Donald R. Seawell, founder and chairman emeritus of the Denver Center for the Performing Arts, passed away Wednesday. He was 103.
"Donald Seawell was a visionary whose dreams for the city of Denver, the state of Colorado and indeed the world will outlive generations to come,” said DCPA President & CEO Scott Shiller. “Mr. Seawell’s reputation as an industry leader inspired the creation of countless other performing arts centers throughout the country. Denver is the No. 1 arts city in the country because of the innovative path Mr. Seawell set us on 37 years ago. We will continue to honor his legacy in all we do.”
Gov. John Hickenlooper tweeted the following once he got the news of his passing:
Farewell, Donald Seawell. You were one of a kind. Thank you for all you did for the Denver community. Consider this a standing ovation.
— John Hickenlooper (@hickforco) October 1, 2015
Seawell, a native of North Carolina studied law and came to Washington, DC as an early staff member of the Securities and Exchange Commission.
He became involved with theatrical presentation, on Broadway and in London, producing or co-producing A Thurber Carnival, Noel Coward’s Sail Away, The Affair, The Beast in Me, Slow Dance on the Killing Ground and dozens more Lunt/Fontanne hits and other shows in addition to television and motion picture productions, said director of creative services and public affairs spokeswoman Suzanne Yoe.
He was first to bring the Royal Shakespeare Company (RSC) to America. In 1962, he directed and presented the RSC production of The Hollow Crown on Broadway and on tour and, in 1964, to celebrate Shakespeare’s 400th Anniversary, he imported the RSC’s King Lear and The Comedy of Errors, which opened the New York State Theatre.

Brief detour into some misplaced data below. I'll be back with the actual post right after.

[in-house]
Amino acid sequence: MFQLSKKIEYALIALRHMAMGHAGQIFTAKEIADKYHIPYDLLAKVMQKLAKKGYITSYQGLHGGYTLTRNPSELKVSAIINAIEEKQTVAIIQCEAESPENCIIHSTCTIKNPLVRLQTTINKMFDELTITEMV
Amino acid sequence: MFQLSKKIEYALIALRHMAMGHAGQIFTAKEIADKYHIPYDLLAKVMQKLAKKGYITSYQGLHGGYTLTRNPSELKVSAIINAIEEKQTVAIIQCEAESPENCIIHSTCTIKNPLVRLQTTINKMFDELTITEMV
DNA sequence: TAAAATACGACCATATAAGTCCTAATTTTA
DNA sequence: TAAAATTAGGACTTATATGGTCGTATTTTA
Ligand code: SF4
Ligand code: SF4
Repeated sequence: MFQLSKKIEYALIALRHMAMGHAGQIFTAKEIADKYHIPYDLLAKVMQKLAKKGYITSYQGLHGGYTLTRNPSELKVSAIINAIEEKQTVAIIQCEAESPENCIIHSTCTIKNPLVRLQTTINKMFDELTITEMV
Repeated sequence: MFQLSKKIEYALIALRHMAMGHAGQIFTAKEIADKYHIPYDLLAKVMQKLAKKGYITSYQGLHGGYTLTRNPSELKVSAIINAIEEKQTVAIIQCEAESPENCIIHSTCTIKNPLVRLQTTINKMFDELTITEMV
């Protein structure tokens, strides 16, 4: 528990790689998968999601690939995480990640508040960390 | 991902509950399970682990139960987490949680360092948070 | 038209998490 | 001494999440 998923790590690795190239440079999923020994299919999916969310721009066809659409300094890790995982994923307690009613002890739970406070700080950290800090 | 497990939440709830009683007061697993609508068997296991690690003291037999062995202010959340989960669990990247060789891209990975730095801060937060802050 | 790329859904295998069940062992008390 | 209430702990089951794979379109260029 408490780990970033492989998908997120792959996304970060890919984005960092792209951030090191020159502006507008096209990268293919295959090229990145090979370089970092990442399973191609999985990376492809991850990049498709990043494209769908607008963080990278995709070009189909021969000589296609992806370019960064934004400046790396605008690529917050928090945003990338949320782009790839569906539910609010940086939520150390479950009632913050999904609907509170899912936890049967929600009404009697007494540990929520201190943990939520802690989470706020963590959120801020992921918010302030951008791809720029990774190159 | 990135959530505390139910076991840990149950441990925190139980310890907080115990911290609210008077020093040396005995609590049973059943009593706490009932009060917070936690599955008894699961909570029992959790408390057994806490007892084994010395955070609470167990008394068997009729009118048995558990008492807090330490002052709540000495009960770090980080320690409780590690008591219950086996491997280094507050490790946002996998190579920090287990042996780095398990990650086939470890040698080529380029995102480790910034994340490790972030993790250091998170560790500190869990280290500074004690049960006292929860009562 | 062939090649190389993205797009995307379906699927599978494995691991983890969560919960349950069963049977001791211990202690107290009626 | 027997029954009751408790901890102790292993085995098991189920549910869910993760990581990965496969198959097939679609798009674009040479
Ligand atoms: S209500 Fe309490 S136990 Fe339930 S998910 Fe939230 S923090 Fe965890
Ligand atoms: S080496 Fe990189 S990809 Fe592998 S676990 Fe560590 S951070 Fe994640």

He became President and CEO of The Denver Post in 1966. It was not long before he became Chairman and Publisher of The Post and a full-time resident of Denver, said Yoe.
Finding himself at the crossroads of 14th and Curtis streets in downtown Denver one day, looking at the old Auditorium Theatre (built in 1908) and the surrounding four blocks, Seawell had an idea for a performing arts center that could utilize some of the existing buildings, said Yoe. Before the day was out, he had secured the approval of his fellow trustees of the Helen G. Bonfils Foundation to form the not-for-profit Denver Center for the Performing Arts (DCPA), she added.
Denver Mayor Michael Hancock delivered the following statement after learning of Seawell's death:
“Denver has lost a giant with the passing of Donald Seawell. He was an inspiration and a great motivator whose passion for the arts influenced so many, including myself. He instilled in all of us the belief that our city could achieve greatness if we were willing to take risks. Donald was a rare and outstanding civic champion who helped set Denver on the path we currently walk today, and we owe him a debt of gratitude for that bold vision. There is no question that his legacy and impact on our city will be felt for decades to come.”
Seawell stepped down as full-time Chairman of the DCPA in 2007 to be succeeded by Daniel L. Ritchie. He continued to actively serve as Chairman Emeritus of the Helen G. Bonfils Foundation, the DCPA and ANTA until his death.
Seawell married actor Eugenia Rawls in 1941. She passed away in 2000. Seawell is survived by their children, Brockman Seawell of New York City and Brook Ashley of Santa Barbara, CA, a granddaughter Brett Wilbur of Carmel, CA, and two great-grandchildren.
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